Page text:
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From the Victorian era, the East End, written off as a debaucherous playground of working-class criminality, became the epicentre of a thriving queer scene. In the mid-20th century, pubs like The Royal Oak and The Bird Cage on Columbia Road and The Knave of Clubs on Bethnal Green Road were pillars of the gay community, hosting cockneys and queens seven days a week.

The Old Ship in Limehouse, a pub that’s been around for over 130 years, has retained its reputation as a hub of drag performance, but elsewhere the tradition has disappeared. For Adrian Garcia, the duty manager at the Angel and Crown pub, the culture shifted with the HIV/AIDS epidemic of the 1980s.

‘In the 60s, 70s, and 80s, drag was happening in non-gay venues, and the East End loved it because it’s always been welcoming, being near the docks and because of immigration there are so many different kinds of people,’ he says. ‘But the mid to late 80s saw a massive rejection of queer culture. A lot of cabarets ended up disappearing, along with soul music and jazz, and anything that was in any way gay or black ended up going because it was advertised as the “gay and black disease”.’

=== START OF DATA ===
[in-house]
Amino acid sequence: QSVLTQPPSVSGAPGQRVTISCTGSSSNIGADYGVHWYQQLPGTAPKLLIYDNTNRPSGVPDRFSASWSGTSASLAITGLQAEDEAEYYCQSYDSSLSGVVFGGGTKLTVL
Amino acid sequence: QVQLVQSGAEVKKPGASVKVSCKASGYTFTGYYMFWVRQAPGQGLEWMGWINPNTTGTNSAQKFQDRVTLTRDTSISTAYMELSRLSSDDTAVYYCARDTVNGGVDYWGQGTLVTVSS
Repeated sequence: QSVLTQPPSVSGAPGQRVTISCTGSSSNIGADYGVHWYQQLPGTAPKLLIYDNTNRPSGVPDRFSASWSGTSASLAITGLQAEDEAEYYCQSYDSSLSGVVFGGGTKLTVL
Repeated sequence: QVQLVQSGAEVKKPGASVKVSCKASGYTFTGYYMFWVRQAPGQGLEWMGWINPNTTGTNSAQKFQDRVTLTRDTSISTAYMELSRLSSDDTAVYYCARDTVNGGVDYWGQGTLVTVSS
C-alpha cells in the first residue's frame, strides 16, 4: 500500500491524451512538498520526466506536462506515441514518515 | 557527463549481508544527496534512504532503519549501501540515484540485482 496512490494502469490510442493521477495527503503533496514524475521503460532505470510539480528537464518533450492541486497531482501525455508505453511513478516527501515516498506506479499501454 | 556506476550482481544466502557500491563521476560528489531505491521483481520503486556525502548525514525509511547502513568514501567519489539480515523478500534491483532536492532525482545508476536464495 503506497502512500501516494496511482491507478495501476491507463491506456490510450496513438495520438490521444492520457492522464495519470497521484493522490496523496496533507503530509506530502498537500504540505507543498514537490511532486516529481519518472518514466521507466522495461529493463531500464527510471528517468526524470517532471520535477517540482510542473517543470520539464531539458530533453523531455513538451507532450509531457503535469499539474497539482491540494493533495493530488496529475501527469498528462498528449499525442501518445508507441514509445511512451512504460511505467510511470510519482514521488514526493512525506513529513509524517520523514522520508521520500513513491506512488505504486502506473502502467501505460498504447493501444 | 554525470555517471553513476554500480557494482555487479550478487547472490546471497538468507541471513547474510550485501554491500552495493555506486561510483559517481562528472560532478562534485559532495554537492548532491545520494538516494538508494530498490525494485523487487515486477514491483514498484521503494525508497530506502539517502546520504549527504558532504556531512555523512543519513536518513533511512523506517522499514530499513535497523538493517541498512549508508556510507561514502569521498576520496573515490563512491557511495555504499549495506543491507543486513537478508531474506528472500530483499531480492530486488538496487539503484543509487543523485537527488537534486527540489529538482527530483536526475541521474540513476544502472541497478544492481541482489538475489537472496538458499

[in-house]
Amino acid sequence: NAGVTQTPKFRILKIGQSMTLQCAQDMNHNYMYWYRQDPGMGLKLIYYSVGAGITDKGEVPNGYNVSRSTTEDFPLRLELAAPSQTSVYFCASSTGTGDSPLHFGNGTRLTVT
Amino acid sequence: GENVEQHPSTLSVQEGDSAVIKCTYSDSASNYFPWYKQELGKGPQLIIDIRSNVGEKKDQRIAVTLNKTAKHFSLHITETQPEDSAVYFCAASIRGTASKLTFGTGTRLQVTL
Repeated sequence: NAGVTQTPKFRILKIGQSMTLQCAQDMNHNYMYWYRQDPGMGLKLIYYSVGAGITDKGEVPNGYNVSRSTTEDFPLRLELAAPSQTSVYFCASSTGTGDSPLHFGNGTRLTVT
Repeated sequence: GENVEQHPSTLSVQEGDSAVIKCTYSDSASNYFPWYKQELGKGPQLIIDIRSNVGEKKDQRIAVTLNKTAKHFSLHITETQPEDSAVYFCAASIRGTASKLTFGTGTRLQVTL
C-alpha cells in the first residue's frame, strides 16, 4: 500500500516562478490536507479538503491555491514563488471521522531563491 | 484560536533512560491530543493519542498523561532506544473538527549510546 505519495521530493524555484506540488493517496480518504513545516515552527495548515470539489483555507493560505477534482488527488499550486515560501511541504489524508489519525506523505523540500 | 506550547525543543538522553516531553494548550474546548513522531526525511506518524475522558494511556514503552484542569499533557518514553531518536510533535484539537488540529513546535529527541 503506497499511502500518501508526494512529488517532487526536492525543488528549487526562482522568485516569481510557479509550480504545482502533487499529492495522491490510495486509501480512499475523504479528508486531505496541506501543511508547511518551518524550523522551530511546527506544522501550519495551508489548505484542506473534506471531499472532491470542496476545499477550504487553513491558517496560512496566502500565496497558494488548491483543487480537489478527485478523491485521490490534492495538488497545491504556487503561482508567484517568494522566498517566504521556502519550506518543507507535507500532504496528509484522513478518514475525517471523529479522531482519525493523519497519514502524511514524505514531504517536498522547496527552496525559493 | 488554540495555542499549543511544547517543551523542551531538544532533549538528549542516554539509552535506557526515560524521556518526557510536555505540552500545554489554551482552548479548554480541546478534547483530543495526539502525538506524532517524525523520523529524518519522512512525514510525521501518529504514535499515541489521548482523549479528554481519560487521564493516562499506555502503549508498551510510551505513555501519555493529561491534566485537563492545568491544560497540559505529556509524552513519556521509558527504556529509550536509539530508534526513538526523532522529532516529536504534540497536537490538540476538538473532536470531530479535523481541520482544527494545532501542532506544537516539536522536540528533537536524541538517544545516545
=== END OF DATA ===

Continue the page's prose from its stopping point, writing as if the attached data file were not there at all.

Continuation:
In 2009, the TV series RuPaul’s Drag Race catapulted drag back into the mainstream, and karaoke-singing queens started re-appearing in our boozers, livening up our evenings with their campy antics.

Christina Draguilera playing pool with two men at the Bow Bells pub
Playing pool with punters at The Bow Bells. Photography by Andrew Leo © Social Street CIC

Raising spirits as Christina Draguilera, Cheek is at the forefront of the scene in Bow, hosting weekly quizzes and karaoke nights at the Bow Bells, Angel and Crown and Jungle Electric. He doesn’t restrict himself to performing in queer spaces and revels in the juxtaposition found at traditional pubs, where 60-year-old geezers share the bar with Gen-Z partiers. ‘Bow Bells is so inclusive, we don’t care what’s between your legs, we don’t care who you’re going to bed with, what colour your skin is, what size you are, what age you are. Just don’t be a c*nt, that is the only rule,’ he says.

Christina Draguilera singing with the audience at The Bow Bells pub
Singing with the punters at The Bow Bells. Photography by Andrew Leo © Social Street CIC